Charisma is important for chess players: Susan Polgar, former women’s world champion
Sriram Srinivasan, ET Bureau Nov 23, 2013, 07.49AM IST
Former women’s world chess champion Susan Polgar is active these days in the chess circuit not as a player, but as a teacher, administrator as also a TV commentator. In Chennai to cover the championship match between Viswanathan Anand and Magnus Carlsen, the Hungary born Polgar, 44, told ET why she believes the Norwegian may not have much competition from the younger crop of players, at least immediately. Edited excerpts of the interview which took place after the eighth round:
You were a commentator at the world cup earlier this year (in Norway). How has the commentary experience for the Anand-Carlsen duel been?
It’s excellent. Because one of the problems in chess in the past has been that other commentators usually like to commentate on a very high level; and they kind of look down upon low-level commentating. My policy is the opposite. I believe that we want to reach the masses.
But with the grandmaster level analysis, it’s only for the rocket scientist. Most people cannot understand that. And that’s why chess for many has the perception of being very difficult. I want to bring chess to everyone. So far, we have got a very good feedback.
Have you had to change your commentary style with keeping with audiences in different countries?
Not so much the countries but the whole issue is to address people assuming that they are not grandmasters. Believe it or not, I am getting a lot of critics also – from some of my male grandmaster colleagues – who think it is shameful to analyse in such a low level. But I much rather reach millions.
There have been great chess masters who were also colourful characters, such as Bobby Fischer and Garry Kasparov. Would we continue to see such interesting characters in the future?
Every champion has a different personality. Magnus also has his own personality. His courage, charm and even his sense of humour will make him probably even more famous over the years.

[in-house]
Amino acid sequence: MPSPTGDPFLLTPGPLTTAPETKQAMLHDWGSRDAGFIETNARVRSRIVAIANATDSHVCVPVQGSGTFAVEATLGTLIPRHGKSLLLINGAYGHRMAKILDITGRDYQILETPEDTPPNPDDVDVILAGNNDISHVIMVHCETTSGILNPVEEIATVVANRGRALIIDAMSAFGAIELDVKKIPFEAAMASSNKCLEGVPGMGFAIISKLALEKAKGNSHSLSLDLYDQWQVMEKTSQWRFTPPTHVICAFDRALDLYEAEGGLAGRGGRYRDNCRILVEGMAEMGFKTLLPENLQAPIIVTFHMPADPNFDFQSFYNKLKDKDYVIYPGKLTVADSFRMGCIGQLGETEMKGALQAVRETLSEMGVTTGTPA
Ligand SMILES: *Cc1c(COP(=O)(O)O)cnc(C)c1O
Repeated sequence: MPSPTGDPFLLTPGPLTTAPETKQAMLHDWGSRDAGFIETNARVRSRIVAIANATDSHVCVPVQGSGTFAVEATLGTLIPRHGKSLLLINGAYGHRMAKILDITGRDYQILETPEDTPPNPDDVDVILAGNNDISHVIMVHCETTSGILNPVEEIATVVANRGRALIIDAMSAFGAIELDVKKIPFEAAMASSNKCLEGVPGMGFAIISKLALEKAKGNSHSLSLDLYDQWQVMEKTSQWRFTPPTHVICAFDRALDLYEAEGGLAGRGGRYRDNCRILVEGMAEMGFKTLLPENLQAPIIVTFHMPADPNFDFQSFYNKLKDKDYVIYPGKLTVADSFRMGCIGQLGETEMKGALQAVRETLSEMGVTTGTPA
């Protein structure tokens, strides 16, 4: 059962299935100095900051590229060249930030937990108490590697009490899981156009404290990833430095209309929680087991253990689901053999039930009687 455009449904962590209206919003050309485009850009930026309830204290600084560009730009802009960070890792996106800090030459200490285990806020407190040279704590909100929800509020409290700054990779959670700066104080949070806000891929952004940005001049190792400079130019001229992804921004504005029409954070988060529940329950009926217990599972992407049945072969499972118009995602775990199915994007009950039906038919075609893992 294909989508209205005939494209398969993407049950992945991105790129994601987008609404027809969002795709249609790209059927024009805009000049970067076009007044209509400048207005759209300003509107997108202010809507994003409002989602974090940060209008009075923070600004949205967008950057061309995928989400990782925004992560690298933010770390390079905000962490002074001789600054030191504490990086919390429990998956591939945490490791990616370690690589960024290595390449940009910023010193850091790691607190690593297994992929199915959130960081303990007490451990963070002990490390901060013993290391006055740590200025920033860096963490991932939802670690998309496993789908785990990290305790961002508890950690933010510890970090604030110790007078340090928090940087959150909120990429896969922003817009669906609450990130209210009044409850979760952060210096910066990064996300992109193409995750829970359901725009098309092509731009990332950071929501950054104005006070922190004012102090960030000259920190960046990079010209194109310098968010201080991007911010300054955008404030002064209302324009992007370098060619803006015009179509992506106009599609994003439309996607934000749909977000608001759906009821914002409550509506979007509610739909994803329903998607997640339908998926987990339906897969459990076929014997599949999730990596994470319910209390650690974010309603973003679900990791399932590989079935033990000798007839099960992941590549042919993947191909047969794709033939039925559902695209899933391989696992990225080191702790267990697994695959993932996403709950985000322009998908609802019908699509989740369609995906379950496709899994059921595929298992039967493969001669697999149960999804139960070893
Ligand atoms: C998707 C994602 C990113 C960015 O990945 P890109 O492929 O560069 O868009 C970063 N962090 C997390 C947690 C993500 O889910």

But obviously, Bobby Fischer played during the Cold War era, which will never get repeated. Kasparov also, because he was running for Russia’s presidential post. As a sport figure, Magnus has a tremendous potential to go beyond chess as he has already started doing as a model.
Have you studied Carlsen’s methods to teach your students?
Absolutely. He has a very unique style. And it’s kind of revolutionary the way he looks at chess. It’s not too easy to understand but at the same time you can also summarise it like this: he plays all the way out. He has a whole new attitude at the grandmaster level. In positions where most other grandmasters would just settle for a draw, not him.
He just grinds his opponents down, wears them down emotionally, physically and mentally and he just keeps playing on and on. Players know that when they play Magnus, they can be in for a long fight and can’t get out of it in two or three hours like they could do against other grandmasters.
Do you see someone having the ability to challenge Carlsen?
Magnus has proved that he has been the No. 1 ranked player for about two years now. And I don’t think there’s anybody right in his level at the moment. But there are a number of guys who are following him and who could make the jump one day. Like Hikaru Nakamura from the US or Fabiano Caruana. Levon Aronian, of course, in the No. 2 ranked player.
As people start to understand and learn more about his unique style, how much energy he has, and try to be physically as fit as Magnus is, eventually he will get good competition. And it will be great for the sport when that happens.
Do you see world champions being very young in the future?
Actually, Garry Kasparov became a world champion at 22. Even if Magnus wins this match, he will not break that record. Anatoly Karpov became world champion at 24. So it’s not unusual. But I hardly expect anybody, anytime soon to break this record. Because you can become a grandmaster as early as 12. But I really don’t really expect a world champion or even a challenger much earlier than 22.
What are your thoughts about women’s chess? Is there a possibility of the kind of duels as between Anand and Carlsen?
India’s Koneru Humpy has been a contender several times. And there has been a contest between her and Chinese champion Hou Yifan. So I do expect that to repeat. Hou is the champion and Humpy is still young.
Can women’s chess get as much attention as men’s championship?
It’s important to have a bit more outgoing personalities. Like you see Carlsen, he is always with a good sense of humour and ready to talk to the media. Charisma is important. I am not saying people have to be so provocative or extreme in their views, such as Kasparov. But in some way, you have to be interesting for the media.